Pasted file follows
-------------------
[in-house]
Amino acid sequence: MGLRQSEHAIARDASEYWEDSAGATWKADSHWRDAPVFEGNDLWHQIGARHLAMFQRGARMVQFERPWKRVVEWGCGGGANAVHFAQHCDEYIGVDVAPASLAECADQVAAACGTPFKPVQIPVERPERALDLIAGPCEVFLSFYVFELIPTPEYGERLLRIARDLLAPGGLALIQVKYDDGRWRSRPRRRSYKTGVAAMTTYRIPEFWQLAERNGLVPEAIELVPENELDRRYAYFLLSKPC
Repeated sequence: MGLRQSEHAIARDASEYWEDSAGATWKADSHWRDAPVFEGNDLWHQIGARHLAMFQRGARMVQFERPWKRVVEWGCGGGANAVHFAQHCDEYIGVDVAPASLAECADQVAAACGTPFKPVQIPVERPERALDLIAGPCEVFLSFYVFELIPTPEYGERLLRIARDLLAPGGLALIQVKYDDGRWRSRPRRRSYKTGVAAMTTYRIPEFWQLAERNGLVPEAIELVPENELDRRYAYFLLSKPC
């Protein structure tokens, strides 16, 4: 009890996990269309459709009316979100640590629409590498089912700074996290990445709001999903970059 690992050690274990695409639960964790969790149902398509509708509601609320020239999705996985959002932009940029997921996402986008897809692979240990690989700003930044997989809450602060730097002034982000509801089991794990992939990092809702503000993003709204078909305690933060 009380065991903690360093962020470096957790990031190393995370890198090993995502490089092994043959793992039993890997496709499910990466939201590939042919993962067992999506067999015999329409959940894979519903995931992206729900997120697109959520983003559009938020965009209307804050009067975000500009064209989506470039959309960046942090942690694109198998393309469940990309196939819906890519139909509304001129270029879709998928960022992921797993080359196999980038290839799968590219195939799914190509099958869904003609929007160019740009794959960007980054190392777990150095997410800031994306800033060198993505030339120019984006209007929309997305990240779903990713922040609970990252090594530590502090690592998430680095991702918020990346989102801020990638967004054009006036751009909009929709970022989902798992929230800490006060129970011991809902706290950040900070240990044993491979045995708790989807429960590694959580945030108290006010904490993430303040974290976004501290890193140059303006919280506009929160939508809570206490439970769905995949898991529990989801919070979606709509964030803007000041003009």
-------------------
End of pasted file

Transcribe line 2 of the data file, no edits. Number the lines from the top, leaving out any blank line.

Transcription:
Amino acid sequence: MGLRQSEHAIARDASEYWEDSAGATWKADSHWRDAPVFEGNDLWHQIGARHLAMFQRGARMVQFERPWKRVVEWGCGGGANAVHFAQHCDEYIGVDVAPASLAECADQVAAACGTPFKPVQIPVERPERALDLIAGPCEVFLSFYVFELIPTPEYGERLLRIARDLLAPGGLALIQVKYDDGRWRSRPRRRSYKTGVAAMTTYRIPEFWQLAERNGLVPEAIELVPENELDRRYAYFLLSKPC